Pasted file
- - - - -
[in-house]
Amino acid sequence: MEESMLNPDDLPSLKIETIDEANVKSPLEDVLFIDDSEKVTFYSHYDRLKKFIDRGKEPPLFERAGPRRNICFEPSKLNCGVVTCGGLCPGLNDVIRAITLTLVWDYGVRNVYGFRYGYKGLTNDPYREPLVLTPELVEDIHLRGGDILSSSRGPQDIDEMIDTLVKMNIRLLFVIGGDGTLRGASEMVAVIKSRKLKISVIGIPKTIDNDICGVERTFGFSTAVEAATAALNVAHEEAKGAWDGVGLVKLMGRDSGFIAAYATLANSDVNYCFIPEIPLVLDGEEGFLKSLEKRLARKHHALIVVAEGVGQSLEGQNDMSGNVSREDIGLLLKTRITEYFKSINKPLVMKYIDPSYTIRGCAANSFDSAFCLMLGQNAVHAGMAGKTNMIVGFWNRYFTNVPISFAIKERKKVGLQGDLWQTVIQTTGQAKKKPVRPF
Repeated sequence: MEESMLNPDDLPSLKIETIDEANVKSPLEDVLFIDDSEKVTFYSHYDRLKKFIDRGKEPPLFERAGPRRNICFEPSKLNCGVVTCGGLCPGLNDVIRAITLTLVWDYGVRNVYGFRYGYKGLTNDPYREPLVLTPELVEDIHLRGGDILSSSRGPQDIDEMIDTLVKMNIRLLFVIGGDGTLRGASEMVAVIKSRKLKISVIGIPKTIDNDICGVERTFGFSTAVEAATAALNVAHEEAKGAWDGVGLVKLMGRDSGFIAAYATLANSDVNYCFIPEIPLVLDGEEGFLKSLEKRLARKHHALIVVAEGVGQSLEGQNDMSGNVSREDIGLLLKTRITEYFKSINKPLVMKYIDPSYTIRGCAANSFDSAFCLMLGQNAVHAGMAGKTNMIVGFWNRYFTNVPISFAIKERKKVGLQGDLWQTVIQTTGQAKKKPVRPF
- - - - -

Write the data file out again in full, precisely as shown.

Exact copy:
[in-house]
Amino acid sequence: MEESMLNPDDLPSLKIETIDEANVKSPLEDVLFIDDSEKVTFYSHYDRLKKFIDRGKEPPLFERAGPRRNICFEPSKLNCGVVTCGGLCPGLNDVIRAITLTLVWDYGVRNVYGFRYGYKGLTNDPYREPLVLTPELVEDIHLRGGDILSSSRGPQDIDEMIDTLVKMNIRLLFVIGGDGTLRGASEMVAVIKSRKLKISVIGIPKTIDNDICGVERTFGFSTAVEAATAALNVAHEEAKGAWDGVGLVKLMGRDSGFIAAYATLANSDVNYCFIPEIPLVLDGEEGFLKSLEKRLARKHHALIVVAEGVGQSLEGQNDMSGNVSREDIGLLLKTRITEYFKSINKPLVMKYIDPSYTIRGCAANSFDSAFCLMLGQNAVHAGMAGKTNMIVGFWNRYFTNVPISFAIKERKKVGLQGDLWQTVIQTTGQAKKKPVRPF
Repeated sequence: MEESMLNPDDLPSLKIETIDEANVKSPLEDVLFIDDSEKVTFYSHYDRLKKFIDRGKEPPLFERAGPRRNICFEPSKLNCGVVTCGGLCPGLNDVIRAITLTLVWDYGVRNVYGFRYGYKGLTNDPYREPLVLTPELVEDIHLRGGDILSSSRGPQDIDEMIDTLVKMNIRLLFVIGGDGTLRGASEMVAVIKSRKLKISVIGIPKTIDNDICGVERTFGFSTAVEAATAALNVAHEEAKGAWDGVGLVKLMGRDSGFIAAYATLANSDVNYCFIPEIPLVLDGEEGFLKSLEKRLARKHHALIVVAEGVGQSLEGQNDMSGNVSREDIGLLLKTRITEYFKSINKPLVMKYIDPSYTIRGCAANSFDSAFCLMLGQNAVHAGMAGKTNMIVGFWNRYFTNVPISFAIKERKKVGLQGDLWQTVIQTTGQAKKKPVRPF